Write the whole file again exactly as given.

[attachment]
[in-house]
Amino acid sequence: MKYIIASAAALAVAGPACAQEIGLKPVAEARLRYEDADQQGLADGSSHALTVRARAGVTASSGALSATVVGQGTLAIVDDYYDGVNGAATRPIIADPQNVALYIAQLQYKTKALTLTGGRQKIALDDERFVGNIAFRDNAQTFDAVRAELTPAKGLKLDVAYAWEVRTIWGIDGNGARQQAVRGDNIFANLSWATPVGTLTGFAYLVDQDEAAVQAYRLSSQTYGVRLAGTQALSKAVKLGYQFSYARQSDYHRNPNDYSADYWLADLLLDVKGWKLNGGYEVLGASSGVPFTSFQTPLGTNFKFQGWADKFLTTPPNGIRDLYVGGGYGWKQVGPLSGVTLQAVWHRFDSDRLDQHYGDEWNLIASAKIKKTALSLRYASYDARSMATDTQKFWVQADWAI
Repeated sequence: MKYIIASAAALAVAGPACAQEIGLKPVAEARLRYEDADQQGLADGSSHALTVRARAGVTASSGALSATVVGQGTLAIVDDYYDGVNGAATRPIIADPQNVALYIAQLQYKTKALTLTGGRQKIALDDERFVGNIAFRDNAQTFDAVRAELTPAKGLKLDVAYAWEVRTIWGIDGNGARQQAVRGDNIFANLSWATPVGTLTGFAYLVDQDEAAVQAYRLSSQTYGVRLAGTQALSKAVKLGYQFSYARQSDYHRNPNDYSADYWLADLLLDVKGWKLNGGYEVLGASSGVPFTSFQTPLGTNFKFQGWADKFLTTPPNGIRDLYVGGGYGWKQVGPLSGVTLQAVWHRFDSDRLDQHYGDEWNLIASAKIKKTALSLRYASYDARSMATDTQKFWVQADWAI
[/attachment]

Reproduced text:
[in-house]
Amino acid sequence: MKYIIASAAALAVAGPACAQEIGLKPVAEARLRYEDADQQGLADGSSHALTVRARAGVTASSGALSATVVGQGTLAIVDDYYDGVNGAATRPIIADPQNVALYIAQLQYKTKALTLTGGRQKIALDDERFVGNIAFRDNAQTFDAVRAELTPAKGLKLDVAYAWEVRTIWGIDGNGARQQAVRGDNIFANLSWATPVGTLTGFAYLVDQDEAAVQAYRLSSQTYGVRLAGTQALSKAVKLGYQFSYARQSDYHRNPNDYSADYWLADLLLDVKGWKLNGGYEVLGASSGVPFTSFQTPLGTNFKFQGWADKFLTTPPNGIRDLYVGGGYGWKQVGPLSGVTLQAVWHRFDSDRLDQHYGDEWNLIASAKIKKTALSLRYASYDARSMATDTQKFWVQADWAI
Repeated sequence: MKYIIASAAALAVAGPACAQEIGLKPVAEARLRYEDADQQGLADGSSHALTVRARAGVTASSGALSATVVGQGTLAIVDDYYDGVNGAATRPIIADPQNVALYIAQLQYKTKALTLTGGRQKIALDDERFVGNIAFRDNAQTFDAVRAELTPAKGLKLDVAYAWEVRTIWGIDGNGARQQAVRGDNIFANLSWATPVGTLTGFAYLVDQDEAAVQAYRLSSQTYGVRLAGTQALSKAVKLGYQFSYARQSDYHRNPNDYSADYWLADLLLDVKGWKLNGGYEVLGASSGVPFTSFQTPLGTNFKFQGWADKFLTTPPNGIRDLYVGGGYGWKQVGPLSGVTLQAVWHRFDSDRLDQHYGDEWNLIASAKIKKTALSLRYASYDARSMATDTQKFWVQADWAI